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Headache is one of the most common complaints among patients presenting to an outpatient practice. Once secondary causes of headache are excluded and a primary headache diagnosis has been established, selecting appropriate pharmacotherapy can be a very complex process. Medications must be tailored to each patient's unique combination of comorbidities and lifestyle considerations. In this chapter, treatment strategies for some of the more common primary headache disorders are reviewed. This discussion will focus on migraine, tension-type headache (TTH), and the trigeminal autonomic cephalalgias (TACs). Our discussion of TACs will include cluster headache, paroxysmal hemicrania, short-lasting unilateral neuralgiform headaches with conjunctival injection and tearing or autonomic features (SUNCT/SUNA), and hemicrania continua.



Nonsteroidal anti-inflammatory medications (NSAIDs), triptans, dihydroergotamine, and antiemetics are the mainstays of abortive treatment for migraine headaches. Other commonly used, nonspecific analgesics include acetaminophen, aspirin, cyclooxygenase-2 inhibitors, opiates, and combination analgesics. In general, opiates and most combination analgesics are avoided due to the high potential for medication overuse headaches.

NSAIDs are some of the most commonly used and effective first-line agents for abortive migraine treatment. They can be used as monotherapy or in combination with other medications.2,3 Commonly used NSAIDs include ibuprofen, naproxen sodium, diclofenac, ketoprofen, and ketorolac. These drugs are relatively inexpensive, readily available, and are available in a variety of administration routes. For example, intravenous ketorolac is often used in the emergency department setting, but it is also available in tablet form and as an intranasal spray. Renal toxicity is an important side effect with any NSAID, but extra caution should be exercised with ketorolac use. Diclofenac is available in tablet form, but it also comes in a powdered form for oral solution that has proven efficacy in acute migraine.4 In addition to nephrotoxicity, NSAIDs as a class are associated with dyspepsia and fluid retention. It is important to note that NSAIDs carry U.S. Food and Drug Administration Black Box warnings for cardiovascular risks, gastrointestinal ulceration, and bleeding risks. Despite these risks, moderate NSAID use is generally quite well tolerated.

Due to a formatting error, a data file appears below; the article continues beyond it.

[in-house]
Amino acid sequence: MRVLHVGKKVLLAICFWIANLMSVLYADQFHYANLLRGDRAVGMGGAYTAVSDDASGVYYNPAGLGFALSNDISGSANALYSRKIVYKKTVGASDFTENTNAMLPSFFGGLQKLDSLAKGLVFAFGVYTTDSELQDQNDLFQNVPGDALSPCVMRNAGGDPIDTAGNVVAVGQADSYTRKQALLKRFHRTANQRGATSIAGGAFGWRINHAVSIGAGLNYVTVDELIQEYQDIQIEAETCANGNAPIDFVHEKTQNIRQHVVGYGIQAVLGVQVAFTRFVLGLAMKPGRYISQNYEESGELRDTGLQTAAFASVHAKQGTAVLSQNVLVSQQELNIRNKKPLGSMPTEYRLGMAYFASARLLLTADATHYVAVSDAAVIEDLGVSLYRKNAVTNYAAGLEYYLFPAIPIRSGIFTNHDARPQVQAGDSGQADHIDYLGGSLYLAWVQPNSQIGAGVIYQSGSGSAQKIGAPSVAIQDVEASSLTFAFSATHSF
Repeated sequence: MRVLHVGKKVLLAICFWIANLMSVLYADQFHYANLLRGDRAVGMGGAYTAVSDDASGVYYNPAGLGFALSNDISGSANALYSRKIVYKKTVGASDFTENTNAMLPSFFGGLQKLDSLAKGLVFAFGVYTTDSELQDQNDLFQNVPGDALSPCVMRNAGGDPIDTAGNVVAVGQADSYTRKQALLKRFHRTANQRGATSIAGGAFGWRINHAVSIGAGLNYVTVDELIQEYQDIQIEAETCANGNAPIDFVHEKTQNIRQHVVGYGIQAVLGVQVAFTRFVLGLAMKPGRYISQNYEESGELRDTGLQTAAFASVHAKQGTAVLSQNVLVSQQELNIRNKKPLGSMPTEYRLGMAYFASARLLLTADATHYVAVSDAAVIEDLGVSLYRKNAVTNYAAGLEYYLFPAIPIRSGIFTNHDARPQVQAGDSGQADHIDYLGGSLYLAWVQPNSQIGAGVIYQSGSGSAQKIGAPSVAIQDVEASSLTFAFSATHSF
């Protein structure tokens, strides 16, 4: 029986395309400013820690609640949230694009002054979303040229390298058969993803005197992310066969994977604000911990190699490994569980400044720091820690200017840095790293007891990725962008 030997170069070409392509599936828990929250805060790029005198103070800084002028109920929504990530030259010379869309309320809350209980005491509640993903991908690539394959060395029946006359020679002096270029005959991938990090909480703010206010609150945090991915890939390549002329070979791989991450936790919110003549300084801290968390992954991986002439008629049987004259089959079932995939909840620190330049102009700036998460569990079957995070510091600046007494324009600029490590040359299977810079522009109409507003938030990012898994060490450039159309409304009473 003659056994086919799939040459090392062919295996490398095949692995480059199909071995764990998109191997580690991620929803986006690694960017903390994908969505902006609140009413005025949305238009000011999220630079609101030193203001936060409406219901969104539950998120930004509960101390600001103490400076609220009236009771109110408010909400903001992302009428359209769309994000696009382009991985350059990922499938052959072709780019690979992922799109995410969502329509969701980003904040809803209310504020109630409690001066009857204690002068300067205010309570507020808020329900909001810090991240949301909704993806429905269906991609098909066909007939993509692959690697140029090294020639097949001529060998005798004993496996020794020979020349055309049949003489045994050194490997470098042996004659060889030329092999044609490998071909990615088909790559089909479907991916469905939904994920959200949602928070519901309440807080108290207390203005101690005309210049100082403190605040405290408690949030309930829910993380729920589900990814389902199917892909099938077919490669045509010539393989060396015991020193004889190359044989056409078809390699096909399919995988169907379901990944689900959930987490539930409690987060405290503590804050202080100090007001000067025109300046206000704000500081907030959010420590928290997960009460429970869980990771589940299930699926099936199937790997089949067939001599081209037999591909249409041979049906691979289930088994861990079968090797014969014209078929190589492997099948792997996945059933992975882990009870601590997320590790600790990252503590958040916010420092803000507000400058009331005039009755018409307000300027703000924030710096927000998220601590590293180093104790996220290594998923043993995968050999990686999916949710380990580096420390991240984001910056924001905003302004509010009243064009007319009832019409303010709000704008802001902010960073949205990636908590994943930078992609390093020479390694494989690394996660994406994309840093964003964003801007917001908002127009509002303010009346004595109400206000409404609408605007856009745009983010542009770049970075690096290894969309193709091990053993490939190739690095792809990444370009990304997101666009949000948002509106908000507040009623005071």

Several different triptans are available for the treatment of migraines (Table 33-1). As a class of medications, the differences between oral triptans are relatively small, but the effects can vary among individual patients.5 When choosing a triptan, it is important to consider the formulary coverage and costs associated with an individual's insurance plan. Sumatriptan, naratriptan, zolmitriptan, and rizatriptan are currently the only generic triptans on the market. Sumatriptan has been a generic medication longer than any other triptan and is almost universally the preferred triptan from an insurance coverage standpoint. Studies have demonstrated that triptan use decreases as copayment increases. In addition, demand for pharmaceuticals was relatively unchanged with copayment increases.6

TABLE 33-1

Formulations and Half-Lives of ...

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